An Interview with The Birthday Massacre


Toronto-based synth-rockers The Birthday Massacre have been making waves in the scene worldwide with their highly energetic performances and unique blend of addictive songs.  Gothic Beauty caught up with Chibi on their fall North American tour to have a chat and get some recommended reading.

So how have things been since you released the new album in September?
Things have been really good; actually a month before we released it we went out on the road, so we’ve basically been on tour since July… We’ve had a couple weeks off here and there, we did the United States, then we did the United Kingdom and it was freezing cold and pouring rain almost every day… And then we came here and we were like, “we’re going south!” because we were doing Florida and Texas – and it was freezing cold, and pouring rain… I feel like I’ve just been in the rain and on a tour bus for the last four months (laughs)…

So you’re semi-amphibious?
Yeah, pretty much – I’m growing gills…

Adaptation, what a beautiful thing!
Yeah exactly! (laughs)

How much longer do you guys have to go on this leg?
About two weeks, then we’re gonna go home for the rest of the year and just take a break… Which is really good, I’m tired of living out of a knapsack… I go home, and I have all these clothes, and I don’t remember how to wear them, because I have my combination of jeans, t-shirts, the stuff that makes sense…

The stuff that you take when you travel!
Exactly, and then I get home and it’s like (gestures looking through clothes) “I don’t even know how to do this anymore”, I just put on the same stuff so I don’t look terrible.  It’s weird, it takes a period of time to get used to being at home.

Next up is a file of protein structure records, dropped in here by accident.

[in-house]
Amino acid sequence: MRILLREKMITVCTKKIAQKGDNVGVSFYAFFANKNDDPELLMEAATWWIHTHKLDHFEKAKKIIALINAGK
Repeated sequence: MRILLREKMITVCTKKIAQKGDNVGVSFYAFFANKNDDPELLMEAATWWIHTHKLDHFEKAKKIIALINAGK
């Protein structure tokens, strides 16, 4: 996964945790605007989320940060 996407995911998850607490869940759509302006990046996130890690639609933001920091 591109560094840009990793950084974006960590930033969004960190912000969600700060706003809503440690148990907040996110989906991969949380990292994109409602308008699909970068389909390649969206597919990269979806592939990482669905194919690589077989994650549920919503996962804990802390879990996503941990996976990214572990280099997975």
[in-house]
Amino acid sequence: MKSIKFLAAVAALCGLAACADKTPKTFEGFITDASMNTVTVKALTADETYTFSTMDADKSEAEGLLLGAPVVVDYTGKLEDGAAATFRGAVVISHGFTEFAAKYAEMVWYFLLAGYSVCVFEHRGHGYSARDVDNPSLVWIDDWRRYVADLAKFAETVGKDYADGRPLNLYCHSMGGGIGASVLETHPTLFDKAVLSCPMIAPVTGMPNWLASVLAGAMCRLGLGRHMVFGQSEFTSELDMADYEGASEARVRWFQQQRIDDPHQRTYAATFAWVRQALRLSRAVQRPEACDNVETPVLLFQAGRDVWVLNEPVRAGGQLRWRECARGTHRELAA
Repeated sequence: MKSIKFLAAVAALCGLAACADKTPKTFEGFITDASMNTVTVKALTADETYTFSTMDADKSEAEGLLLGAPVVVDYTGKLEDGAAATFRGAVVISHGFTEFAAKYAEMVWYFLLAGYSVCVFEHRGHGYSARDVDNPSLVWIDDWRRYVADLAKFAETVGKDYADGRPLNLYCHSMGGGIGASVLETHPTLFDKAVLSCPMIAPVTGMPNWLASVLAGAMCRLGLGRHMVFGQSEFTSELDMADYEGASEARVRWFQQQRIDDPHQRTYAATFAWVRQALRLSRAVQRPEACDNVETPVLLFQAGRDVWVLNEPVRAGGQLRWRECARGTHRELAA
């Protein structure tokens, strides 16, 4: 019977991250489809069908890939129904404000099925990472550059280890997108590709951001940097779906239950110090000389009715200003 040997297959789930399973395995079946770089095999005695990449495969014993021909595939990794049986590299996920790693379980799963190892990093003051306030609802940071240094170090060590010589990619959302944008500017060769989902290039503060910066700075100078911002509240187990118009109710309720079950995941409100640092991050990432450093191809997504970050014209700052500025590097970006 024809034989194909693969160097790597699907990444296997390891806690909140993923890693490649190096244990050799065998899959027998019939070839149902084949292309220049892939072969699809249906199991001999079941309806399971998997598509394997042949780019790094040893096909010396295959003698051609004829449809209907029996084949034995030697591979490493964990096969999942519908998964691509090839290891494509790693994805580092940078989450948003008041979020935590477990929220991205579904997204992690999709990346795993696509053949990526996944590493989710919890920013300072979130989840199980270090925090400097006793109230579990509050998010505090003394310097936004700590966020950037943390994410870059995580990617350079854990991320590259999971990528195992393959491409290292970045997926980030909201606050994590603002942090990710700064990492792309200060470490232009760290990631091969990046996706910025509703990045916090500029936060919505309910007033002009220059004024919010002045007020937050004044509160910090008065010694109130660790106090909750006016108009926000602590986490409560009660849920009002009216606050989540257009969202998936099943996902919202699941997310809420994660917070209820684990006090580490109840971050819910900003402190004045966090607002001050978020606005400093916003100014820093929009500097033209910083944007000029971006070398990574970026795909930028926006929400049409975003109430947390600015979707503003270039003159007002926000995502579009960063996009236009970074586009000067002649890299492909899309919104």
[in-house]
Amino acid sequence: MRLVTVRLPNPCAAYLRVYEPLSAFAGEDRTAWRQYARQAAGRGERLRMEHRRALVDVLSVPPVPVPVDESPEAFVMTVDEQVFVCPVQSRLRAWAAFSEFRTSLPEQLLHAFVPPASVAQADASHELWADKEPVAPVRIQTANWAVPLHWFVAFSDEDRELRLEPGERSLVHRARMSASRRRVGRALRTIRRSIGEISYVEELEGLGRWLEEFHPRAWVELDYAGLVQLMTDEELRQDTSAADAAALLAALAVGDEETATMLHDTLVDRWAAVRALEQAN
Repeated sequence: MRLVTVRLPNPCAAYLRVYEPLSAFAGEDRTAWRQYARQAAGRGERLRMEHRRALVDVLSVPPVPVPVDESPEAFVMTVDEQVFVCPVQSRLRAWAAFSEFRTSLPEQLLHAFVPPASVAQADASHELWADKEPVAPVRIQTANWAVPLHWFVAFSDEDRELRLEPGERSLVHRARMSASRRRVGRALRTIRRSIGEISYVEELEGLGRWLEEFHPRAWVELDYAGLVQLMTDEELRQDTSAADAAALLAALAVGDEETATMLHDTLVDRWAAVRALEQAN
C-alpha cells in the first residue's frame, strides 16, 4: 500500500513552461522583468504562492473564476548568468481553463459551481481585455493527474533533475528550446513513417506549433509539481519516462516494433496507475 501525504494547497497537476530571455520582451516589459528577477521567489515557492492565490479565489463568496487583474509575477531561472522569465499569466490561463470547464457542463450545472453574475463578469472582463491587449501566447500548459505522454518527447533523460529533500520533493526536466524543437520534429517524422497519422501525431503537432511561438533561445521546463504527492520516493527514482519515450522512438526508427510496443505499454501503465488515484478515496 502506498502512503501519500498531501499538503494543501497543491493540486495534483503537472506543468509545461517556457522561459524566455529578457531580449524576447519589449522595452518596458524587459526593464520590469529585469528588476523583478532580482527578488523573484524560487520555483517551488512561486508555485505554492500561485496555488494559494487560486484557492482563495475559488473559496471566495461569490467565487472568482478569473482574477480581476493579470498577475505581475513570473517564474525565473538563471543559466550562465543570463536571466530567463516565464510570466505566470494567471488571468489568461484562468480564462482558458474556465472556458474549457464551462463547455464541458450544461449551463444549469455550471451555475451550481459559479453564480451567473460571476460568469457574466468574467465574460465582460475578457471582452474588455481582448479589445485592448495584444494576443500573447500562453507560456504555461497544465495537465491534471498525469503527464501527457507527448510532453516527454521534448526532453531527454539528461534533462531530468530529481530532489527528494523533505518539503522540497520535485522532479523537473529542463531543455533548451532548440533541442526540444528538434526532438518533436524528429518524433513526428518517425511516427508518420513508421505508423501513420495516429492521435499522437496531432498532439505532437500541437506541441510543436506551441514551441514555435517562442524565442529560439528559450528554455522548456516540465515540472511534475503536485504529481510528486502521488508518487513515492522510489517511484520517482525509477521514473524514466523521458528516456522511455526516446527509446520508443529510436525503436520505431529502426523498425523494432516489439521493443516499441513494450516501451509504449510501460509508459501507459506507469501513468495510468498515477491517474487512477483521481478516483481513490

When you do go home, what else is involved in the adjustment to stuff like nightlife and so on? I mean, you’re out performing nearly every night for crowds…
I never wanna go to bars, I hate it… When I go home… I don’t even drink alcohol, I don’t do any of that stuff… I don’t even really listen to music, because I like the peace and quiet.   I do like to go to shows sometimes, but it has to be like a special occasion; everytime I go to see a show or go to a bar or something I just feel so stressed out, like there’s things I should be doing, and I can’t really relax in that environment anymore.

So, artistically speaking – as far as the stuff that influences your music – what would you say that you draw a lot of your inspiration from?
Well, we all grew up listening to a really wide range of stuff – a lot of old pop stuff, like, do you remember Roxette?

Oh my, yes (laughs)
Then at the same time we also loved Pantera and Slayer, and you know Nine Inch Nails and stuff so the whole point of when we started writing music was to sort of bring those different influences, those sort of contrasting music styles and put them together into something…

Yeah there’s a lot of fusion in there, there are all these little elements you can pick out like synthpop, or metal…
Yeah totally, and that’s exactly what we were trying to do, because we just listen to such a wide range of stuff I mean, my favorite bands are like Concrete Blonde – and the other band I love just as much is Faith No More… Mike Patton and Johnette Napolitano, I can’t really think of how to reconcile those two together, but… (laughs)

Do you have any favorite authors at the moment?